Growing up in a semi-rural city in central Wisconsin, the extent of my multicultural education didn’t extend far beyond selling skull lollipops for the Day of the Dead celebration in my Spanish class. Likewise, my reading tended to center around my environment. Now there is so much more to offer children to introduce them to different cultures, different people, and different environments. Multicultural picture books are a great way to expose children to a different way of life. Whether it’s through a story of pen pals from across the world, a girl trying to help on her African farm while another girl eagerly awaits the traveling library in Colombia, or a comparison of homes across both time and the world, children learn that there are many different ways to live.
Same, Same but Different by Jenny Sue Koestecki-Shaw
Two boys communicate across the world and compare their worlds through pictures. Elliot draws his life living in a big city with his parents, sister and dog, while Kailash draws pictures of his life in India with his very large family and all their animals. They find out that they do many of the same things, only a little differently. Elliot rides a bus to school, and so does Kailash although the buses differ. Elliot has an alphabet and so does Kailash, only different. Through these pictures, the boys learn that even though they live in different worlds, they aren’t so different from each other after all. A great look into comparing cultures.
ChirChir is Singing by Kelly Cunnane. Illustrated by Jude Daly.
In lyrical prose, Cunnane tells the story of Chirchir, who wants to help her family work on their farm in Africa. Chirchir tries to help different members of the family complete their tasks, but each time she tries, she ends up causing them more work. But she keeps singing and soon finds her perfect place–taking care of the baby and singing him to sleep. Children will learn how their lives differ from children in Kenya with this beautiful story.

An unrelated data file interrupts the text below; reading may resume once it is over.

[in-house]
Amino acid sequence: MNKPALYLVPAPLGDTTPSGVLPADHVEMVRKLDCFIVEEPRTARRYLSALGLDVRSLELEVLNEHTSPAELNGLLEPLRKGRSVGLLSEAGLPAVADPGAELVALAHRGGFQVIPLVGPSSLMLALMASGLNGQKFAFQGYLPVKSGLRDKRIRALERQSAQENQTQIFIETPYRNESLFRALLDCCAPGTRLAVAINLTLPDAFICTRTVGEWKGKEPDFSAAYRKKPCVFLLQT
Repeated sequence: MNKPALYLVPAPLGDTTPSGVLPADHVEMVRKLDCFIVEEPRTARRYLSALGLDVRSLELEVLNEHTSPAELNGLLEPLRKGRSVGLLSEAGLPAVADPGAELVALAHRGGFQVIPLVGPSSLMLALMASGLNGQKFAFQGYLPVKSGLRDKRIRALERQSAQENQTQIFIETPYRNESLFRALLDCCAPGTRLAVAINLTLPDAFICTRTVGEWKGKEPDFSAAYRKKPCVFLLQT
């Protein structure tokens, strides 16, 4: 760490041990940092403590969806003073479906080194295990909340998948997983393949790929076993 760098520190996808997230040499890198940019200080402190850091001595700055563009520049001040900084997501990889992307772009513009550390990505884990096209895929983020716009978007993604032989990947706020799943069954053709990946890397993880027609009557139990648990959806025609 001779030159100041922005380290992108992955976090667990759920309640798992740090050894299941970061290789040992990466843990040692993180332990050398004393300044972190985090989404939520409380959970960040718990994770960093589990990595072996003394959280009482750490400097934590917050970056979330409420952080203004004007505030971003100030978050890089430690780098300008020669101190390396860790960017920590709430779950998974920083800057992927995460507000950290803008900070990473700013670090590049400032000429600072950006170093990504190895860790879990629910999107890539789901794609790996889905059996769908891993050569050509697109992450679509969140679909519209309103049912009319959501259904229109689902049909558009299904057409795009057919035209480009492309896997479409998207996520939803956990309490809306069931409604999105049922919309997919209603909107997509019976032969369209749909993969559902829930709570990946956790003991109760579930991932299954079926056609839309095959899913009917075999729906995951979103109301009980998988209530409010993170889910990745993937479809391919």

Waiting for the Biblioburro by Monica Brown. Illustrated by John Parra.
When her teacher moves away, Ana is left with one book that she reads over and over again. There isn’t much opportunity to get more in rural Colombia until the biblioburro arrives with his trusty burros, Alfa and Beto. He gives Ana more books to read and encourages her to create her own using her imagination. When he returns weeks later, Ana returns his books and adds one of her stories to his collection. She goes to bed excited that children from the other villages will read her story. This is a great story to show children the importance of books and to inspire them to create their own stories.
If You Lived Here: Houses of the World by Giles Laroche.
Immerse yourself in different house structures around the world and throughout history with this multicultural gem. Laroche’s unique “paper relief” style includes collage and drawing to give his illustrations added depth. Children will love to look at all the different styles of homes people live in. Some will be hard to believe, like the modern cave dwellings in Spain or the floating houses in the Netherlands. Great for social studies units on human geography.
ChirChir is Singing by Kelly Cunnane. Illustrated by Jude Daly. 2011.
If You Lived Here: Houses of the World by Giles Laroche. 2011.
Same, Same but Different by Jenny Sue Koestecki-Shaw. 2011.
Waiting for the Biblioburro by Monica Brown. Illustrated by John Parra. 2011.